Q: Should Colleges Offer Remedial-Education Programs for Students?

Article excerpt

Yes: They shore up academic standards while democratizing higher education.

By Stanley O. Ikenberry Ikenberry, formerly president of the University of Illinois, is president of the American Council on Education, an independent nonprofit association in Washington.

The truth is, no one likes remedial education. No one likes to fix an educational deficiency. It would be easier for faculty members and better for colleges if everyone came to college already in possession of all they needed to know in order to pursue whatever program they might desire. In my 46 years as president of the University of Illinois, I cannot recall having met a fan of remedial education. And yet Illinois, like nearly every other university in the country, offers such courses and programs.

The question is: Why? Why do some of the top universities in the country offer remedial-education courses? Where do these students come from in the first place? And, why aren't admission standards higher to screen out the unprepared?

Universities offer students the opportunity to remove deficiencies because they care about quality and the enforcement of academic standards. Freshmen are not the only students who take remedial courses. It is not unusual for medical schools, colleges of engineering, law schools and others to require students to fix academic deficiencies before they go on. This is, in essence, an important form of quality control. If those who argue for total elimination of remedial education are interested in academic quality and standards, they should think again.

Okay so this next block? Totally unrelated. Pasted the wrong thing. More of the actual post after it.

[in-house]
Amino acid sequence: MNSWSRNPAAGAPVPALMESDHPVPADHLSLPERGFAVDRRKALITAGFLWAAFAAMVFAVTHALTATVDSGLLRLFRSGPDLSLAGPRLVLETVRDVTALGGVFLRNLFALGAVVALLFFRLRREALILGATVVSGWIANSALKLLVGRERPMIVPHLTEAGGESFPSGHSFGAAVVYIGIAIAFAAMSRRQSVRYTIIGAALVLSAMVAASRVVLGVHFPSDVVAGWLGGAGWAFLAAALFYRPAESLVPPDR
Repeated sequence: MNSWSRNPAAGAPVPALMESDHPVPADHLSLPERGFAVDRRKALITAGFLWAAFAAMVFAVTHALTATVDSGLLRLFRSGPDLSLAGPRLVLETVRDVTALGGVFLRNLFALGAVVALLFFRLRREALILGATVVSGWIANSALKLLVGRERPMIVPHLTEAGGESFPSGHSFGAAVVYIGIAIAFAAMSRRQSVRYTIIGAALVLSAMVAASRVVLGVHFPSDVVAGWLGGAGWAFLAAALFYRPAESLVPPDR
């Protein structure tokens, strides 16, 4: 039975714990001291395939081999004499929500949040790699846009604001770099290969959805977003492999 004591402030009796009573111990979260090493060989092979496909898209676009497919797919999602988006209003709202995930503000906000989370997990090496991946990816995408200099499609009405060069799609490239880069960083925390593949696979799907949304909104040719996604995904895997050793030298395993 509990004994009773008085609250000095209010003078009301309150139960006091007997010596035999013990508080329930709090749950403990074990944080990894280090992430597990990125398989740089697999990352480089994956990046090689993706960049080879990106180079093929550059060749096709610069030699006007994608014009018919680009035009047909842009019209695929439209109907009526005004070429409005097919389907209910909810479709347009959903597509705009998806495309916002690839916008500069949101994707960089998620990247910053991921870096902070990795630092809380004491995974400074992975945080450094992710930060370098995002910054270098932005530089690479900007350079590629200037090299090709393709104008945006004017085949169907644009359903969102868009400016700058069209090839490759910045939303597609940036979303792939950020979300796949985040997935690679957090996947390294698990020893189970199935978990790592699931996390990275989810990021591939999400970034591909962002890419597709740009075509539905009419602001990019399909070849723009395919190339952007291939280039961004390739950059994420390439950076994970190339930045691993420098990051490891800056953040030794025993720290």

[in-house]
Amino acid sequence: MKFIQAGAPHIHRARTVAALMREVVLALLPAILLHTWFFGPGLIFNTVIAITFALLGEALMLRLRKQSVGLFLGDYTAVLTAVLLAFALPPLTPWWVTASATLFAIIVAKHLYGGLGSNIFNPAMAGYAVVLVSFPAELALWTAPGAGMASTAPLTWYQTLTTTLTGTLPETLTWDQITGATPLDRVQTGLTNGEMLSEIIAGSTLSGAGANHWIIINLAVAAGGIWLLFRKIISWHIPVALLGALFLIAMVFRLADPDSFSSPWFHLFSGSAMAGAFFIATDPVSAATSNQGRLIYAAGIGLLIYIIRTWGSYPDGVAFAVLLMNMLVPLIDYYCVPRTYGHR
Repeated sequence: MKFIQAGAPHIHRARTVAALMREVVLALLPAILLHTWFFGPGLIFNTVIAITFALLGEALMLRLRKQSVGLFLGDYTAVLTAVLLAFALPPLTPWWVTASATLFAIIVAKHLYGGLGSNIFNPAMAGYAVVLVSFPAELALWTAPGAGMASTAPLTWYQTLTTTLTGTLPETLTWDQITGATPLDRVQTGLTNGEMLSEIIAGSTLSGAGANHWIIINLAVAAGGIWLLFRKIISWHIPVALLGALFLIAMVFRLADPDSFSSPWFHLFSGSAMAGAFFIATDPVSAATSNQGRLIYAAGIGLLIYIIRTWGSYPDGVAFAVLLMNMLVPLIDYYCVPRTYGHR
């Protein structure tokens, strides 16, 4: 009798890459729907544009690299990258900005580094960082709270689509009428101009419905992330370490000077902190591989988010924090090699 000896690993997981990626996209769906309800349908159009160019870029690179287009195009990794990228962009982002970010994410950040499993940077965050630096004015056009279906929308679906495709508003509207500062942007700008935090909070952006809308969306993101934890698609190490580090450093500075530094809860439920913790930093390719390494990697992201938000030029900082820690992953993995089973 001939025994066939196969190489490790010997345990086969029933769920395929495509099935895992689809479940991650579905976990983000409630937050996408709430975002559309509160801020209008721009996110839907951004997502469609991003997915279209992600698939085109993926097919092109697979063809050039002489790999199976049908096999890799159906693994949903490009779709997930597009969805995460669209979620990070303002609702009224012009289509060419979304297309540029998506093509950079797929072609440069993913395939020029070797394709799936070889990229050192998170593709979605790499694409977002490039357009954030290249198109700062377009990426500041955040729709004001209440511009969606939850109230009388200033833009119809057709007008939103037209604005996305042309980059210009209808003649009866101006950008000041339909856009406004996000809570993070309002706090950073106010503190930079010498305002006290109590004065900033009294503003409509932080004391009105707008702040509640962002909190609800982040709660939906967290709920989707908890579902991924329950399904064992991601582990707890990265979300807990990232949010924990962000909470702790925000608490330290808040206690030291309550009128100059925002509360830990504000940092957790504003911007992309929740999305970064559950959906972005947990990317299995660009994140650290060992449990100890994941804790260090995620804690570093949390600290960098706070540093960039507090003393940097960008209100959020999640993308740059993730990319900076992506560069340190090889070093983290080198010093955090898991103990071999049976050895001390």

Who are these students needing remediation? Some, it is me, have coasted through high school; and some, ultimately, may be unable to perform at the college level. But many more have deficiencies for other reasons: The high school they attended simply did not offer the courses they needed to prepare them for college, and that is a special problem in areas such as science and mathematics. Some are immigrants needing help with English or writing, and once that is provided, they do remarkably well. Other students have a deficiency because their interests changed midway through matriculation -- they began college thinking they were interested in business, but later turned their attention to chemistry or computer engineering.

So, if fixing academic deficiencies boosts quality, and if significant numbers of students are likely to need help at one point or another, what should be done? I see three options:

First, just say no: Bar unprepared students from enrolling. The problem with this solution is not just the consequences for the students, but that the economy, the country and the society cannot tolerate it. America simply cannot survive economically unless most citizens have some education beyond high school.

Others would say: Legislate remediation out of existence. But such action would cheapen the value of a college degree and undermine the competitiveness of America in the international marketplace. Ignoring academic deficiencies rather than fixing them is the first step toward lowering academic expectations and standards.

The only acceptable answer is to fix the deficiency. And here, of course, the questions become: When? Where? By whom? How quickly? And, how efficiently can it be done?

The spotlight now is on the City University of New York, or CUNY, where the Board of Trustees recently approved a proposal to eliminate remedial instruction at all of the four-year colleges in the system. CUNY's decision, however, is only the latest salvo in the battle being waged over remediation. Indeed, the cost of remedial education is a burden to some institutions, and colleges and universities around the country are struggling with this age-old academic dilemma that suddenly has taken on political and ideological dimensions.

Trustees and other policymakers become impatient with the debate about remedial education. …